The sequence string is stored in the Sequence table. Additional fields for: sequencing technique, tech, such as expressed sequence tags (ESTs); molecule type, moltype, such as DNA, RNA, protein, and nucleic acid; sequence length, length; the NCBI taxonomy identifier, taxonid; and the definition line, defline, are also stored in the Sequence table. Fields such as taxonid, tech, and moltype can be used separately, or in combination to produce customizable queries that return highly specific sets of data. Sequence identifiers, as with all other external identifiers, are managed through a layer of abstraction by associating them with internal identifiers within Atlas, which act as primary keys. Having a single internal identifier for a sequence allows us to relate all other identifiers found in the record to each other. In addition, ontologies for all types of identifiers currently found in GenBank ASN.1 data files, as well as relationships between these identifiers are modeled in the Bioid and Bioid_Bioid tables, respectively. As mentioned above, sequence features are also modeled in Atlas. For details please refer to the Ontology section below.

Molecular interactions

For molecular interaction data, we developed a relational model compliant with the PSI-MI. Adopting a common interaction data model allowed us to unify data from different sources, and allows us to develop a set of common interaction retrieval APIs.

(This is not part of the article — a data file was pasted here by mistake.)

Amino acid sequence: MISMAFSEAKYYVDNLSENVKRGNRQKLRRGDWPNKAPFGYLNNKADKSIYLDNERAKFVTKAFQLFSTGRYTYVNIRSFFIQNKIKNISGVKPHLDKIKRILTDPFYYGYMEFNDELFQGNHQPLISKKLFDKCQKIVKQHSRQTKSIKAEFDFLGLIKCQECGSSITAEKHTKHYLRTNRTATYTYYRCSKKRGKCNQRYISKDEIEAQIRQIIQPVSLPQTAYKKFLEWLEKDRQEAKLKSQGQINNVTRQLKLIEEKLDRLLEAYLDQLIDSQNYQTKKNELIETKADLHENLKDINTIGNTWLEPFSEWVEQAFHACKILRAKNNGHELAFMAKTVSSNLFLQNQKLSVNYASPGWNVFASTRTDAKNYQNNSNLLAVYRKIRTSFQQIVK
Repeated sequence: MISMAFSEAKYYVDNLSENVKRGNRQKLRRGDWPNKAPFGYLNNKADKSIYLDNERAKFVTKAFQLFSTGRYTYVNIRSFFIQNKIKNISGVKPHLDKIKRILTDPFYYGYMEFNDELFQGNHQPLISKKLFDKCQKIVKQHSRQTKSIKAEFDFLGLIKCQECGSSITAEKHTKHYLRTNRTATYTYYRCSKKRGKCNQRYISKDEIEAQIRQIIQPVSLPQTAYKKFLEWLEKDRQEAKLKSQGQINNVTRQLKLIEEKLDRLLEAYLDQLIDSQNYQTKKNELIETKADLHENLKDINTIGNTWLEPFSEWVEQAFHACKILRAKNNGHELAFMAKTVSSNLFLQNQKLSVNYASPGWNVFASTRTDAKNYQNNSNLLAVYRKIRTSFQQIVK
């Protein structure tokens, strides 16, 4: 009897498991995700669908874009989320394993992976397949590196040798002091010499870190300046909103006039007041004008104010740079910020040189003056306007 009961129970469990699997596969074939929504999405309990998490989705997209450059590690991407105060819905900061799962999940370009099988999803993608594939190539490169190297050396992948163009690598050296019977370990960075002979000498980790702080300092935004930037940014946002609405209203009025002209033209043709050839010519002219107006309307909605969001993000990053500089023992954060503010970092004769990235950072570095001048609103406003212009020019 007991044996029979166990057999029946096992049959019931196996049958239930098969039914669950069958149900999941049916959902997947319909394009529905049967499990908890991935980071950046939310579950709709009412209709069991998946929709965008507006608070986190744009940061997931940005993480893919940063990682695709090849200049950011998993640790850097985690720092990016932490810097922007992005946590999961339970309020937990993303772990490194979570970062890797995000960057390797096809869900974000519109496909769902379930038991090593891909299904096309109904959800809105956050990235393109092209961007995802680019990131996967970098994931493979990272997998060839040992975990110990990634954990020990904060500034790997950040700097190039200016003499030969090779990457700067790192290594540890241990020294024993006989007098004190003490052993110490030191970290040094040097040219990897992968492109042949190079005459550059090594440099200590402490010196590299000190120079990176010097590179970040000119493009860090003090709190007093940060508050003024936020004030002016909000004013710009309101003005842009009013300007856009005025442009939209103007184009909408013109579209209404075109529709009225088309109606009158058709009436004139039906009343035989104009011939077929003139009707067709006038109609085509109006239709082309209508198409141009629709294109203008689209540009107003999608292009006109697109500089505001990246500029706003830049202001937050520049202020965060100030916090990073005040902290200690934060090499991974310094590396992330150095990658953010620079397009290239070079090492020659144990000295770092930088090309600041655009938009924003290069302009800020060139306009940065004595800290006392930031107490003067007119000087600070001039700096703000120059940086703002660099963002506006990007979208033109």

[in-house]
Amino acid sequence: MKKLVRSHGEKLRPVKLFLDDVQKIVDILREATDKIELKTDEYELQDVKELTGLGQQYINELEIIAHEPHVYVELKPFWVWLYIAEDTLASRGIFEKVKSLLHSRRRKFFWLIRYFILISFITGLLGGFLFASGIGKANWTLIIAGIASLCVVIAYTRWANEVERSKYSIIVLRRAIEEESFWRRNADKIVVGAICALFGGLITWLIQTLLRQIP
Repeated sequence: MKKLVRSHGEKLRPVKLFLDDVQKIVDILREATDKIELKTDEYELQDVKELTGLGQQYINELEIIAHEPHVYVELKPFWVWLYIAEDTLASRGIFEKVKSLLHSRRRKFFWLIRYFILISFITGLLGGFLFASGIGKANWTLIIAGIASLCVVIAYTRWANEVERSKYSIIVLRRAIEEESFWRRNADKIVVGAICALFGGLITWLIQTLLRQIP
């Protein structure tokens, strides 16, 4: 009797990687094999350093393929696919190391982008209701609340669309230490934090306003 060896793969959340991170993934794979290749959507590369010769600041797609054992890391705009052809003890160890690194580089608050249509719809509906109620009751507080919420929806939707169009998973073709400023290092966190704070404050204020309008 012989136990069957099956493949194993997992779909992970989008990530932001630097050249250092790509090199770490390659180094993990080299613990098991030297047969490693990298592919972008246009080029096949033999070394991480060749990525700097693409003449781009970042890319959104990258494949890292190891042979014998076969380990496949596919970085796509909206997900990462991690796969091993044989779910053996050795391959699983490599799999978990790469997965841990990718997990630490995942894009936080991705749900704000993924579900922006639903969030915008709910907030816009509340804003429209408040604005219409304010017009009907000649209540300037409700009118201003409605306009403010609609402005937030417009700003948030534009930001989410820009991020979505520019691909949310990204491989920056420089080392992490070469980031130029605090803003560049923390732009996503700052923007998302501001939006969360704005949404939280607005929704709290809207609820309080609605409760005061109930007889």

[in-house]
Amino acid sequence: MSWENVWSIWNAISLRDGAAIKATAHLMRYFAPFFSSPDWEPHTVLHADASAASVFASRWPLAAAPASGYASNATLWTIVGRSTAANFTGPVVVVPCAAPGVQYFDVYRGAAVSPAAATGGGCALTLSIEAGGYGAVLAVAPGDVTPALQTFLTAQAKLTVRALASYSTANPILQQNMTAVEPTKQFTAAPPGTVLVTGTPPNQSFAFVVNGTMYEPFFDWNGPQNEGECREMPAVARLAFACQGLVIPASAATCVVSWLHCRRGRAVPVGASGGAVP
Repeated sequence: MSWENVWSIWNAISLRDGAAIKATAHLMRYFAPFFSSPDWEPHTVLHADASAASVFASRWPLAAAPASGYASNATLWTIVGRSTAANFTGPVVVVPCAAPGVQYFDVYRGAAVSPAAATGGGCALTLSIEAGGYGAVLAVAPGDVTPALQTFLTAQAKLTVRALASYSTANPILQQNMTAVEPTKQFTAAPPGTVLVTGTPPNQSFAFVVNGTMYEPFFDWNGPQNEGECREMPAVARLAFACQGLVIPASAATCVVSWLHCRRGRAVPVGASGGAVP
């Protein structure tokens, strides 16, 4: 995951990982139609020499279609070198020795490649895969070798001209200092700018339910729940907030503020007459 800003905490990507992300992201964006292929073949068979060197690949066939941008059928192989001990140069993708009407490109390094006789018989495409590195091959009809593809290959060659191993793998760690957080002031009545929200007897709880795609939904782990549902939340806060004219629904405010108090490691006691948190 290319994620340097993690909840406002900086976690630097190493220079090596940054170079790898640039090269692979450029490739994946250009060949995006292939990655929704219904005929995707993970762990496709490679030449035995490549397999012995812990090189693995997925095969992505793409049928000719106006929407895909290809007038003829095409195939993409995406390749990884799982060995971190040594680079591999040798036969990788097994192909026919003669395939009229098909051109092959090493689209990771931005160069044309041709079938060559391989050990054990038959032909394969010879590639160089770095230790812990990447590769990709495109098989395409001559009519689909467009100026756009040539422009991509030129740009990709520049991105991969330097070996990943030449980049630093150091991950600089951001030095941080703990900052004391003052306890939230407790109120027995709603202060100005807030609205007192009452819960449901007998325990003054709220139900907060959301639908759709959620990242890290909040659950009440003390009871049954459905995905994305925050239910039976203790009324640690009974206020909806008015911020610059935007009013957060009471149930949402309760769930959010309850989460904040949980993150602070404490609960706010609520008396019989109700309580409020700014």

Currently, HPRD, BIND, DIP, IntAct and MINT are included as interaction data sources. BIND, DIP, MINT and IntAct release their data in PSI-MI format. HPRD is releasing data in both PSI-MI standard format, and their own XML format. At the time of this publication, BIND released data as indexed flat files, ASN.1, XML, and PSI-MI format (level 2).

The Atlas interaction model consists of four major entities: Interactor, Interaction, Experiments and Dbxref. Interactor holds information about one of the interacting members in an interaction, such as the interactor's name, taxonomy, sequence, molecular type, features, subcellular localizations, and external identifiers. An Interaction consists of one or more interactors, and one or more experiments.

Experiment stores information about the experiments used to identify interactions. Finally, Dbxref is used to crosslink the external identifiers such PubMed id, RefSeq accession, HPRD id, BIND id, and Ontology id, for example (see Figure 2). As an additional note, the Feature table in the Interaction database is mainly used to store protein features involved in the interactions.

We will release a PSI-MI level 2 compliant version of the Interaction model, and API upon public release of the level 2 specification.

Gene related resources

We integrated OMIM, LocusLink, Entrez Gene, HomoloGene and the annotation part of GO into the Atlas system in order to provide gene-related information. Conveniently, the OMIM and LocusLink data sources provide flat file tables which could be imported directly with the MySQL import function. Entrez Gene will eventually replace LocusLink, however in order to maintain a smooth transition and backward compatibility, we are maintaining populated relational models for both Entrez Gene and LocusLink until LocusLink is officially retired. Integration between HomoloGene and Sequence is achieved by relating the taxonomic, protein sequence and gene identifiers with Atlas' Bioid table. This allows us to integrate these databases and provide linkage between, for example, orthologous genes present in different interaction scenarios (see Utility of the Atlas system).

Application programming interfaces